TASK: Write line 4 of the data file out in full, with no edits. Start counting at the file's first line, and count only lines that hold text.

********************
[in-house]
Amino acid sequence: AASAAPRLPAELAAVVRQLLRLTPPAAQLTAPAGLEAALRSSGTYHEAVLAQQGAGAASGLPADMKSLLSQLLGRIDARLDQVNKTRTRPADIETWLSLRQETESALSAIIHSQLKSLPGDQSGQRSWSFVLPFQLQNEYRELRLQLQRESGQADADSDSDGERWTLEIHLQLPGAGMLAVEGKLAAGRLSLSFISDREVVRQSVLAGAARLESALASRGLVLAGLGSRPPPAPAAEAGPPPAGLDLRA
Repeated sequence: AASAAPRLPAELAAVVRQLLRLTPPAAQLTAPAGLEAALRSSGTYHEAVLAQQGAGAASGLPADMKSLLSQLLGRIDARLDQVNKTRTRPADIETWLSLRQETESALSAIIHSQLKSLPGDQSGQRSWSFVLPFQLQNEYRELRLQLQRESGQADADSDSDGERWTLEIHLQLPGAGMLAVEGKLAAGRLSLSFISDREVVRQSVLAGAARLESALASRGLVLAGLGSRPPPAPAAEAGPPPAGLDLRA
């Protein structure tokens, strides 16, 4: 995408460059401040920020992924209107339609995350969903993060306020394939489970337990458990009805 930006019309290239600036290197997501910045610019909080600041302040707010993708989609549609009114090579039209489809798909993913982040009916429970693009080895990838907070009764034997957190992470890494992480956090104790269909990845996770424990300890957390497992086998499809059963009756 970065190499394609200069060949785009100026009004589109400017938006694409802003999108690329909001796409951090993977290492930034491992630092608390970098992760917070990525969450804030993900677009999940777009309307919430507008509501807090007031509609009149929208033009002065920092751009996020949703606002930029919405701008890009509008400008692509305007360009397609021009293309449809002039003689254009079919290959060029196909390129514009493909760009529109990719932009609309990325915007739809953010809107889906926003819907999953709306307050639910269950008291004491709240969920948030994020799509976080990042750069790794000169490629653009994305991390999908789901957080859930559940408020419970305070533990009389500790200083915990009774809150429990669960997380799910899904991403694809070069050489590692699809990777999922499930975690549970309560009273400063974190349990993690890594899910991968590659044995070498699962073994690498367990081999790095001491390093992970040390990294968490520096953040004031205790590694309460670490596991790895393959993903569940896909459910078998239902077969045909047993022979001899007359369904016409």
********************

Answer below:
């Protein structure tokens, strides 16, 4: 995408460059401040920020992924209107339609995350969903993060306020394939489970337990458990009805 930006019309290239600036290197997501910045610019909080600041302040707010993708989609549609009114090579039209489809798909993913982040009916429970693009080895990838907070009764034997957190992470890494992480956090104790269909990845996770424990300890957390497992086998499809059963009756 970065190499394609200069060949785009100026009004589109400017938006694409802003999108690329909001796409951090993977290492930034491992630092608390970098992760917070990525969450804030993900677009999940777009309307919430507008509501807090007031509609009149929208033009002065920092751009996020949703606002930029919405701008890009509008400008692509305007360009397609021009293309449809002039003689254009079919290959060029196909390129514009493909760009529109990719932009609309990325915007739809953010809107889906926003819907999953709306307050639910269950008291004491709240969920948030994020799509976080990042750069790794000169490629653009994305991390999908789901957080859930559940408020419970305070533990009389500790200083915990009774809150429990669960997380799910899904991403694809070069050489590692699809990777999922499930975690549970309560009273400063974190349990993690890594899910991968590659044995070498699962073994690498367990081999790095001491390093992970040390990294968490520096953040004031205790590694309460670490596991790895393959993903569940896909459910078998239902077969045909047993022979001899007359369904016409």